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May 23, 2023

Alexander Hamilton, America’s first Secretary of the Treasury said, “A national debt, if it is not excessive, to us will be a national blessing.” The whole “if it is not excessive” part has always been important, but never more important than it is today. 

The musical, “Hamilton,” doesn’t really do much on this other than a brief line from the song, “My Shot.” Lin-Manuel Miranda wrote and portrayed young Alexander rapping: “But Jesus, between all the bleedin’ and fightin’ I’ve been readin’ and writin’…we need to handle our financial situation…”

Assuming debt and handling it has always been part of our fabric. We began accumulating it before our constitution was ratified. Debts incurred during the Revolutionary War period totaled a little over $75 million. President Andrew Jackson paid off the original national debt in 1835 because he didn’t trust the paper money we issued. It was the only time it happened. Then we went to war with Mexico in 1846, and the current debt began.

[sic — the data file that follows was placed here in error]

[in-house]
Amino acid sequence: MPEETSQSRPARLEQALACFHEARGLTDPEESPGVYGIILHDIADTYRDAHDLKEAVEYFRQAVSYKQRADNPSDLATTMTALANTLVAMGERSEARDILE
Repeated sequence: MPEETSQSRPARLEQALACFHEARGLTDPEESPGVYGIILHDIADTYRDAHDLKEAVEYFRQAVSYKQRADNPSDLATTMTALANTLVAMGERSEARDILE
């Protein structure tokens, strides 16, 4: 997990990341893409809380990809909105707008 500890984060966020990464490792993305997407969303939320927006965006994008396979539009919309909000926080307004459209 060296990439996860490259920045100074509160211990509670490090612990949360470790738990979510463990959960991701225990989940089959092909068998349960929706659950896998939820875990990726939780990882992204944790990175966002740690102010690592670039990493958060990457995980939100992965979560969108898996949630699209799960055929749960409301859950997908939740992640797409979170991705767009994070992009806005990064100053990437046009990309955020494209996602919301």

The Department of the Treasury is a great resource of the debt’s history. That is if one is inclined to understand what our obligations actually are. Reading through it feels like a highlight reel of what makes America what it is today. 

Our nation was founded on many things. Some of them are great sources of pride: independence, representative government, religious freedom, etc. Others are not, primarily, slavery and misogyny. Deficit spending, operating on debt, and all of the things that come with it has pros and cons, but carrying debt at all was a choice we made at the beginning. 

Honoring our debts is as much about who we are as allowing the debt to exist is in the first place. 

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